One tempting solution was to just use the Touhou sprites by Kaoru. They were really versatile and had male options, so I could have dudes show up and not look extremely out of place, the only problem was that the style was… kinda Moe. I’m not the biggest fan of ‘cutesy’ anime, and it didn’t really fit in with the dark and gritty atmosphere I was trying to build. But, time was running out, so I just took the laziest option I could think of, and let the player choose which art style they wanted. I figured people probably wouldn’t complain about the lack of sprites or them not being realistic enough if you could choose which drawback you wanted.
In terms of plot, I think my biggest inspiration wound up being the Flesh Interface series, honestly the only reason everyone melts down into goo instead of turning into some horrible fleshy monstrosity is because horrible fleshy monstrosities would require me to learn how to sculpt, and that just isn’t happening. I borrowed the goo idea from Neon Genesis Evengelion because that was way easier to depict visually.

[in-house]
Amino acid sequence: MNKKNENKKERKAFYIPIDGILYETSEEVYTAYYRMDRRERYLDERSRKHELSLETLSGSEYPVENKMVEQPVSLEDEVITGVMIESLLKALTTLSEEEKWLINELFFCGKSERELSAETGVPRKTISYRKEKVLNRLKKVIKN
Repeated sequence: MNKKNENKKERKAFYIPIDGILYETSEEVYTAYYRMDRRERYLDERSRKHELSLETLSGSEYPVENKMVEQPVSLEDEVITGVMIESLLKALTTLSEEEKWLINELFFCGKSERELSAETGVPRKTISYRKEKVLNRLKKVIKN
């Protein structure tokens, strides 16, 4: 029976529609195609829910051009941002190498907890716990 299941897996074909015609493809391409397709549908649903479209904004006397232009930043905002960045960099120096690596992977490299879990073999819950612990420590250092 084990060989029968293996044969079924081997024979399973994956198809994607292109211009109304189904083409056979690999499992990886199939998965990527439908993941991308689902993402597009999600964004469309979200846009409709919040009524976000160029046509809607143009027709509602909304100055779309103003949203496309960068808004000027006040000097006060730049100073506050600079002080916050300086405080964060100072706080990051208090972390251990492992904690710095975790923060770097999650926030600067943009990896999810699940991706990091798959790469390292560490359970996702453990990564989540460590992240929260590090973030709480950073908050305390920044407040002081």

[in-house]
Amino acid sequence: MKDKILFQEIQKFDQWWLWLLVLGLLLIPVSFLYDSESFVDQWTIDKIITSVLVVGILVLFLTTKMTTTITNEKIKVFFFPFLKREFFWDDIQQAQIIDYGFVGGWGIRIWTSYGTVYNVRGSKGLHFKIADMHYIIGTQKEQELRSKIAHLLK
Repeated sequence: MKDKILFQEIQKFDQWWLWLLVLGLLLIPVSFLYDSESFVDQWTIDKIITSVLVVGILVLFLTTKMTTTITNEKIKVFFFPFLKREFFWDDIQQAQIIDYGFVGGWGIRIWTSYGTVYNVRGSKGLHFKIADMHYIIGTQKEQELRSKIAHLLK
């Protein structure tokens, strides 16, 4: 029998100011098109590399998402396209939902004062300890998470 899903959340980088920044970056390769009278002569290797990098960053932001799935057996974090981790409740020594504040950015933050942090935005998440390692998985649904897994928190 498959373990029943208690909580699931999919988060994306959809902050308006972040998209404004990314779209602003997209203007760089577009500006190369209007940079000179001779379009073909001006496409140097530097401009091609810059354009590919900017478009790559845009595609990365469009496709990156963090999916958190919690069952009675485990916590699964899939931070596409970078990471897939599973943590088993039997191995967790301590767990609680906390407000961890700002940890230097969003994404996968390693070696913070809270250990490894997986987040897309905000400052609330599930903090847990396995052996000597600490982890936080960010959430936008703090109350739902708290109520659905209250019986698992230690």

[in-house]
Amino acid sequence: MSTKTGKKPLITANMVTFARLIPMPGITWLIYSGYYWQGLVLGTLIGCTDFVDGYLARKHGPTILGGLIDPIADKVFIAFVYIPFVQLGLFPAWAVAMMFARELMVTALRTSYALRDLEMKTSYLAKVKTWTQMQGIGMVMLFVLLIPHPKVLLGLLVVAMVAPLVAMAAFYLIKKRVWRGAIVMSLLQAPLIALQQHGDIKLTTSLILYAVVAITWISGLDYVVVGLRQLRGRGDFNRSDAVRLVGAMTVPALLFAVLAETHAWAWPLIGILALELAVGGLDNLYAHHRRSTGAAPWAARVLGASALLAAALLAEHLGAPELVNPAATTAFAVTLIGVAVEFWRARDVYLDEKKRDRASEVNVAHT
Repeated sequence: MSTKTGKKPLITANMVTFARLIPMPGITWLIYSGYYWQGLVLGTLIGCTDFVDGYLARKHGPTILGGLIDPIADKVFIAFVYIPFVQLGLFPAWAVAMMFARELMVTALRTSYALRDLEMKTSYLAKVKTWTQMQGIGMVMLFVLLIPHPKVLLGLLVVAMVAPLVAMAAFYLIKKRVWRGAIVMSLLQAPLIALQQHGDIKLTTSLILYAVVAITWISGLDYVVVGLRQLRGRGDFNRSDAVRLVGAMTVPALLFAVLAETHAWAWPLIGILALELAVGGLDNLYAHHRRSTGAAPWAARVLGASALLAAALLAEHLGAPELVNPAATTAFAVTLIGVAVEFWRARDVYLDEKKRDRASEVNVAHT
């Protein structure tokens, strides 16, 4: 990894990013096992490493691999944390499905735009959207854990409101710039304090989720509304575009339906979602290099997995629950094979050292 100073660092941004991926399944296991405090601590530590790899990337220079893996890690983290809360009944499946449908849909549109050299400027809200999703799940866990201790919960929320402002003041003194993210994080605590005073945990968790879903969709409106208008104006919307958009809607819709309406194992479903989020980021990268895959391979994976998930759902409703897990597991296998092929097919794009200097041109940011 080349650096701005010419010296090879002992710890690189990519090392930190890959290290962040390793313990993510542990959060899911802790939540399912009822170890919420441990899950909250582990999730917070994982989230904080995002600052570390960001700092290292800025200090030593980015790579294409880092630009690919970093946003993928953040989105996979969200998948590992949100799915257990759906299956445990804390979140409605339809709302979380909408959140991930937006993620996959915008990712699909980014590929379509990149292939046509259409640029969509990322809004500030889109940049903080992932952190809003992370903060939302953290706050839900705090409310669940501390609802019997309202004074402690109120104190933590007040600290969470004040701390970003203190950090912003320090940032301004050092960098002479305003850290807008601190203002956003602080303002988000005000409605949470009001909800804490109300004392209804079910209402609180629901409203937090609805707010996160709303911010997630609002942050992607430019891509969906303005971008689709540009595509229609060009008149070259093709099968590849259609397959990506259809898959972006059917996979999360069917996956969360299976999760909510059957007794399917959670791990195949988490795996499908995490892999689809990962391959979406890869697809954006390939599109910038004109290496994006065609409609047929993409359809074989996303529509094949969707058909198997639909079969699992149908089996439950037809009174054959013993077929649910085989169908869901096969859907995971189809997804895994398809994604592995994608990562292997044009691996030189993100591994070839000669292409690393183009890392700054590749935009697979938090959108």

Like I said, originally I never planned on the reactor actually turning on. If I did, I probably would have made Karth into some kind of heavily populated city planet. Not a sparsely populated desert world.
If I had more time and energy, I think I would have redone the animation that plays just before the final battle. I was trying to build up a sort of Battle of Endor vibe there, but as it turns out animating a massive space battle is actually kinda difficult, so I scrapped that and just reused the same old hyperspace/exit hyperspace transition I’d been using throughout the entire game.
A better developer probably would have had the Nemesis entity call you up on the coms and start saying cryptic, yet spooky things while you blast away at it, like Giygas from Earthbound or Harbinger from Mass Effect 2. I planned on doing that but then I just wound up not doing it. In retrospect, I probably should have. Oh well. Maybe if I ever make a sequel, Slade will show up or something?
I also really should have done something… more, for the Nemesis exploding. There are plenty of tutorials for how to make things explode in Blender. That being said, I actually kinda like how horribly cringy it looks, so, maybe that’s actually the one thing I wouldn’t change.
Anyway, that’s Bounty Angel. I had a lot of fun putting it together, and I’m really happy with the response I got on the stream. Who knows? Maybe some day I'll get better at Blender, and then do a graphical overhaul.